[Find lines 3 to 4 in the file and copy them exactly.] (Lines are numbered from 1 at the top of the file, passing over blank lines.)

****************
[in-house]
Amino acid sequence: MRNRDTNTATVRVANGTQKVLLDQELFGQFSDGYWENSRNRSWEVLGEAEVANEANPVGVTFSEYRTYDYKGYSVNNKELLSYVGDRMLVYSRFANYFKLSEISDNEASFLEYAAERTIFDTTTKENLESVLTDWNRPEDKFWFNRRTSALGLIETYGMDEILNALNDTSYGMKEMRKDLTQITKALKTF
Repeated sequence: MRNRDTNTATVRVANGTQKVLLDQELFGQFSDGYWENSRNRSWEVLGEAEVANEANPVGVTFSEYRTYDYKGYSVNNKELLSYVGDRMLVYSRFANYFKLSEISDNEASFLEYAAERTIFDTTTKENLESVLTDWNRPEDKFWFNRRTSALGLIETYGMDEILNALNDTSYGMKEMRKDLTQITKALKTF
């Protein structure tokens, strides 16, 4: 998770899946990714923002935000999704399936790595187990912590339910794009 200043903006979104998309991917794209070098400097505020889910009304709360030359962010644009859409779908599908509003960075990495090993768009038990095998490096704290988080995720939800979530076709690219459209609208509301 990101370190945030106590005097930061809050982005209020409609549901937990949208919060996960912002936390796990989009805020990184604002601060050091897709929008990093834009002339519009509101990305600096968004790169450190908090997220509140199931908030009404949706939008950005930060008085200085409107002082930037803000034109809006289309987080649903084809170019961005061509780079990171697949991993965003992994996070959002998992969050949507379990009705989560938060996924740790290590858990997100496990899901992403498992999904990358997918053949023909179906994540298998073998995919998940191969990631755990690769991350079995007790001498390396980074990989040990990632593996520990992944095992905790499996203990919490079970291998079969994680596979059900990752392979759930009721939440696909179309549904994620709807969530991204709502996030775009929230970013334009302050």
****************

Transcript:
Repeated sequence: MRNRDTNTATVRVANGTQKVLLDQELFGQFSDGYWENSRNRSWEVLGEAEVANEANPVGVTFSEYRTYDYKGYSVNNKELLSYVGDRMLVYSRFANYFKLSEISDNEASFLEYAAERTIFDTTTKENLESVLTDWNRPEDKFWFNRRTSALGLIETYGMDEILNALNDTSYGMKEMRKDLTQITKALKTF
């Protein structure tokens, strides 16, 4: 998770899946990714923002935000999704399936790595187990912590339910794009 200043903006979104998309991917794209070098400097505020889910009304709360030359962010644009859409779908599908509003960075990495090993768009038990095998490096704290988080995720939800979530076709690219459209609208509301 990101370190945030106590005097930061809050982005209020409609549901937990949208919060996960912002936390796990989009805020990184604002601060050091897709929008990093834009002339519009509101990305600096968004790169450190908090997220509140199931908030009404949706939008950005930060008085200085409107002082930037803000034109809006289309987080649903084809170019961005061509780079990171697949991993965003992994996070959002998992969050949507379990009705989560938060996924740790290590858990997100496990899901992403498992999904990358997918053949023909179906994540298998073998995919998940191969990631755990690769991350079995007790001498390396980074990989040990990632593996520990992944095992905790499996203990919490079970291998079969994680596979059900990752392979759930009721939440696909179309549904994620709807969530991204709502996030775009929230970013334009302050």